As strange as this may sound, the thought of some foreigners in a country like Japan thinking they are better than others is indeed true. Not true as in some foreigners ARE better than others, but true in the sense that there are some actual non-Japanese goof-balls living in Japan who think they are better than others.
This is a topic that has been flogged like a dead horse on in both blogs, editorial sections of English language newspapers and on YouTube. This is also a topic I have flogged before online, but I’m going to flog it again because it simply feels like the right thing to do.
Some of you might think, “Hey Kevin, this topic isn’t anything new or groundbreaking!” To you I say, “I know.” To you I also say, “I don’t care. Show me your groundbreaking stuff and….nothing….cause I don’t care.”
Back to the topic…
As juvenile and junior high school as it may sound, there are some foreigners who come to Japan who think they are superior to others. Who knows why? Maybe it’s the “Big in Japan Syndrome” thing. They went unnoticed back in their home countries and now that they are in Japan they want to re-invent themselves as “super awesome” which of course normally results in them being super jerks!
This form of Gaijin Elitism manifests itself in many ways. There are people working outside the education industry who think they are better than those working as teachers. There are those who were teachers, but “elevated” themselves to non-teaching jobs and now fancy themselves as something special. There are those who have “better” teaching jobs than others therefore feel their feces smells of roses and orchids. There are those who find some level of Internet celebrity status and suddenly become “special.”
Of course there are also the foreigners who come to Japan on some really sweet corporate packages who are oblivions to all of the other foreigners and this silliness in general. Maybe those ones are the “special” ones since they don’t have to deal with this sort of child-like drama.
Nonetheless, the concept of some gaijin thinking themselves better than others is alive and well. It might not really make sense for adults to behave this way, but if those “adults” are coming here directly from university and a life time of schooling without real-world experience, that sort of makes sense (now I’m being judgey…a new word?). What’s confusing is when those “adults” are in their late 20’s and older. I’ve even spotted and unfortunately interacted with some middle-aged gaijin who act this way. It’s both bizarre and sad to meet a middle-aged person acting as if they were in junior high school. I suppose studies could be done on this!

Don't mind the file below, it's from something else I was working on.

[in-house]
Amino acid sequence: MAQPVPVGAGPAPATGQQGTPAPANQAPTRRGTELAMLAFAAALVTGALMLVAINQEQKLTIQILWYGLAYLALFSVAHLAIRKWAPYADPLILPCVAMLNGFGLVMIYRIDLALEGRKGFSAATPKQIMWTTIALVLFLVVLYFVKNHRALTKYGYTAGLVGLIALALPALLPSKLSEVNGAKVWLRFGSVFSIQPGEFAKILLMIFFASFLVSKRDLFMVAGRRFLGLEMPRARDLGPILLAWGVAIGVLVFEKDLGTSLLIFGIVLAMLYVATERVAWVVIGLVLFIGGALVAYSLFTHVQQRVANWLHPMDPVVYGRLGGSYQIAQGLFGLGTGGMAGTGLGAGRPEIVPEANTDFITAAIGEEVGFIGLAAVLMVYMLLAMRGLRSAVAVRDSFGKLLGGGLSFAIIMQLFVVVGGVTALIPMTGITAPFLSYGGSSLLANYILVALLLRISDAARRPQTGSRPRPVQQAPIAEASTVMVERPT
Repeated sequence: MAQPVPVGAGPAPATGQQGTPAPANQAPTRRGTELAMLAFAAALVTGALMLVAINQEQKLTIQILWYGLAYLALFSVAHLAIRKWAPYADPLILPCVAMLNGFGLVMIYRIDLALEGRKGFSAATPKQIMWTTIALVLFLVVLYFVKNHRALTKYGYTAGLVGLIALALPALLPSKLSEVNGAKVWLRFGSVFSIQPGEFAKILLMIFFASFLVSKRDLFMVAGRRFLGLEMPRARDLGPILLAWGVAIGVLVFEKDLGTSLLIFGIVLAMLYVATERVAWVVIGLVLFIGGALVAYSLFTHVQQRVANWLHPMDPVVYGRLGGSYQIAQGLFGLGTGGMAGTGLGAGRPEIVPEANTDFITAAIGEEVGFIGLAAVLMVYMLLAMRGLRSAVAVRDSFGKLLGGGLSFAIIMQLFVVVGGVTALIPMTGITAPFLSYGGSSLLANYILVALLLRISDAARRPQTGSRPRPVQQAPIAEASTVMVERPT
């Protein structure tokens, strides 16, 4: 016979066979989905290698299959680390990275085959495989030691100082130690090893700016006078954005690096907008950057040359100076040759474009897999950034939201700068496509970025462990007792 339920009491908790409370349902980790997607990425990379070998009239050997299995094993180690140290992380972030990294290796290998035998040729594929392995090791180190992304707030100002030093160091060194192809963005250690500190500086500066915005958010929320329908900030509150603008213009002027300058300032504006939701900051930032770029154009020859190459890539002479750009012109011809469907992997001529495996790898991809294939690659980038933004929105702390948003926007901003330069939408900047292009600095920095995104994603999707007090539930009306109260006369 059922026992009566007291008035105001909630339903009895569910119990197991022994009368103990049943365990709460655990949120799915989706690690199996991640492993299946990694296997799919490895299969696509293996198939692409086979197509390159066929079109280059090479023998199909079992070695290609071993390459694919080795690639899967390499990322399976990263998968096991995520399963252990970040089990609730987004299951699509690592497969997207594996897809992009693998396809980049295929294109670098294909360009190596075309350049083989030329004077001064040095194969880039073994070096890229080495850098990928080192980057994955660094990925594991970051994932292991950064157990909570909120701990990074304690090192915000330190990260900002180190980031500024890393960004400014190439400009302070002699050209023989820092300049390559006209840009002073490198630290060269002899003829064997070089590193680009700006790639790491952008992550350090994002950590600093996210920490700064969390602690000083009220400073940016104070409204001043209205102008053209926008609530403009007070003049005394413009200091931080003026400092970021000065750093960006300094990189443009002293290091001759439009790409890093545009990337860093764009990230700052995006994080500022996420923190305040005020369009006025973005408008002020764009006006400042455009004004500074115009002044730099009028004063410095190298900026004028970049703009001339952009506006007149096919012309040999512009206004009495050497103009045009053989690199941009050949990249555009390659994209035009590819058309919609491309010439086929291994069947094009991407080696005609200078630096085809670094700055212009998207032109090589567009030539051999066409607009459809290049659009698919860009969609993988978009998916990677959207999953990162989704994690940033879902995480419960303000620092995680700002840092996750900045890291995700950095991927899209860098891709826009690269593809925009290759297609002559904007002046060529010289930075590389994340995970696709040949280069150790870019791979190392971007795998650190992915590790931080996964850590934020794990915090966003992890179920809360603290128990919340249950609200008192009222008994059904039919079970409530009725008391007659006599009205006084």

At the end of the day we all come to Japan for different reasons, we have different skills and histories and should honestly be too busy in life to go around being all “judgey”!
Honestly, if you have enough time in your personal life to walk around Japan being “all high” on yourself and thinking you’re special, shouldn’t you focus that time and energy on something more productive? Shouldn’t you be volunteering in the community? Shouldn’t you be helping fix environmental issues? Shouldn’t you be writing a blog where you complain about stuff? Come one! There are many better things you can be doing.
Gaijin elitism is a real thing. It’s a ridiculous concept, but sadly for a small and irritating minority of foreigners in Japan it is a thing.
If you ever meet up with a gaijin elitist you’ll know. It’s sort of like rubbing up against a large cactus that smells a little like cow manure. It’s an experience that’s certainly not pleasurable and you soon won’t forget it.
Brave on and carry on. They are a small part of life in Japan and normally you can avoid them!
Kevin O’Shea is the host of the Just Japan Podcast and the Just Japan News Podcast. He is also the guy behind JustJapanStuff. Kevin is a Canadian educator who lives in Kobe, Japan with his family.
Follow him on Twitter: @jlandkev